Israel and Hamas Step Up Air Attacks in Gaza Clash, Morsi to Visit Gaza
Israel and Hamas brushed aside international calls for restraint on Thursday and escalated their lethal conflict over Gaza, where Palestinian militants launched hundreds of rockets into Israeli territory, targeting Tel Aviv for the first time, and Israel intensified its aerial assaults and sent armored vehicles rumbling toward the Gaza border for a possible invasion.
Defense Minister Ehud Barak of Israel, expressing outrage over a pair of long-range Palestinian rockets that whizzed toward Tel Aviv and set off the first air-raid warning in the Israeli metropolis since it was threatened by Iraqi Scuds in the Persian Gulf war of 1991, said, “There will be a price for that escalation that the other side will have to pay.”
Early Friday, the Israeli military said it had called up 16,000 army reservists, as preparations continued for a possible ground invasion for the second time in four years. Mr. Barak had authorized the call-up of 30,000 reservists, if needed, to move against what it considers an unacceptable security threat from smuggled rockets amassed by Hamas, the militant Islamist group that governs the isolated coastal enclave and does not recognize Israel’s right to exist.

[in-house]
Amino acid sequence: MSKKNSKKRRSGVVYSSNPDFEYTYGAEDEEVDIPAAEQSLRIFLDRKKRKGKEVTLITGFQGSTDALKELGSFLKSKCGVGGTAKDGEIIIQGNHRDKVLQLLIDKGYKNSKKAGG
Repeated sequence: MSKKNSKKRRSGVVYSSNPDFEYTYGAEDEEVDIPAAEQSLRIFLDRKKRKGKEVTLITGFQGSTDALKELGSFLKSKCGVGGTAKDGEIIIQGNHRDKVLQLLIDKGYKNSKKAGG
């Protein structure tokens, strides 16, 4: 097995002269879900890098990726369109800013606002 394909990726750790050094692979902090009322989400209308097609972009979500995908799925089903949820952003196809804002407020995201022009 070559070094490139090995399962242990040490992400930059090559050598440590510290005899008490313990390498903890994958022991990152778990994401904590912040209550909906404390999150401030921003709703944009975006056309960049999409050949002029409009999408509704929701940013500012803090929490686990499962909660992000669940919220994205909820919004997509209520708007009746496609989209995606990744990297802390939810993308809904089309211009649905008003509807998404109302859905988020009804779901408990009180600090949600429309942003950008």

It was not clear whether the show of Israeli force on the ground in fact portended an invasion or was meant as more of an intimidation tactic to further pressure Hamas leaders, who had all been forced into hiding on Wednesday after the Israelis killed the group’s military chief, Ahmed al-Jabari, in a pinpoint aerial bombing. But Prime Minister Benjamin Netanyahu of Israel said he was ready to “take whatever action is necessary.”
Israel said Friday that Mr. Netanyahu had agreed to a temporary cease-fire during the visit of the Egyptian prime minister to the Gaza Strip, which was to begin later in the day. The announcement reflects Israel’s interest in preserving its strained and fragile peace treaty with Egypt.
The visit is expected to last about three hours, and an official in Mr. Netanyahu’s office said by telephone that Israel had told Egypt that the cease-fire would hold as long as “there would not be hostile fire from the Gaza Strip into Israel.”